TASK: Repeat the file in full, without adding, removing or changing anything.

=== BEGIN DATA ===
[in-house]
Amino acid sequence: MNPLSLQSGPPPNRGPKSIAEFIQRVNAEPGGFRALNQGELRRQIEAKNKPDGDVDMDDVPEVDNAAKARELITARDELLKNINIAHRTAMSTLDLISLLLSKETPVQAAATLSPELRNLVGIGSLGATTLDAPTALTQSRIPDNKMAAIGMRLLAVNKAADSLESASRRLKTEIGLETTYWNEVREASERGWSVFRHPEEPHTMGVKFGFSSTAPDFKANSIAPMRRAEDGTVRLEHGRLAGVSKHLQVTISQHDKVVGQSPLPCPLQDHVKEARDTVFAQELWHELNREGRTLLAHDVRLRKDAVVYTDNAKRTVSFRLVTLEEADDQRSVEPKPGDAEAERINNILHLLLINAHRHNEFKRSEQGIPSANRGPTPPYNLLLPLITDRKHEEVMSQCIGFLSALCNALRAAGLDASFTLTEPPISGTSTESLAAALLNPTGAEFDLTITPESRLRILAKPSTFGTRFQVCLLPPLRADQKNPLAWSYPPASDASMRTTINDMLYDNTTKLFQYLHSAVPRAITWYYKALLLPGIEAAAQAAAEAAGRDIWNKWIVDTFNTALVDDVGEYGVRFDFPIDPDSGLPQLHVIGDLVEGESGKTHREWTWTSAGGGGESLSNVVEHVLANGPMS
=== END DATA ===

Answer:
[in-house]
Amino acid sequence: MNPLSLQSGPPPNRGPKSIAEFIQRVNAEPGGFRALNQGELRRQIEAKNKPDGDVDMDDVPEVDNAAKARELITARDELLKNINIAHRTAMSTLDLISLLLSKETPVQAAATLSPELRNLVGIGSLGATTLDAPTALTQSRIPDNKMAAIGMRLLAVNKAADSLESASRRLKTEIGLETTYWNEVREASERGWSVFRHPEEPHTMGVKFGFSSTAPDFKANSIAPMRRAEDGTVRLEHGRLAGVSKHLQVTISQHDKVVGQSPLPCPLQDHVKEARDTVFAQELWHELNREGRTLLAHDVRLRKDAVVYTDNAKRTVSFRLVTLEEADDQRSVEPKPGDAEAERINNILHLLLINAHRHNEFKRSEQGIPSANRGPTPPYNLLLPLITDRKHEEVMSQCIGFLSALCNALRAAGLDASFTLTEPPISGTSTESLAAALLNPTGAEFDLTITPESRLRILAKPSTFGTRFQVCLLPPLRADQKNPLAWSYPPASDASMRTTINDMLYDNTTKLFQYLHSAVPRAITWYYKALLLPGIEAAAQAAAEAAGRDIWNKWIVDTFNTALVDDVGEYGVRFDFPIDPDSGLPQLHVIGDLVEGESGKTHREWTWTSAGGGGESLSNVVEHVLANGPMS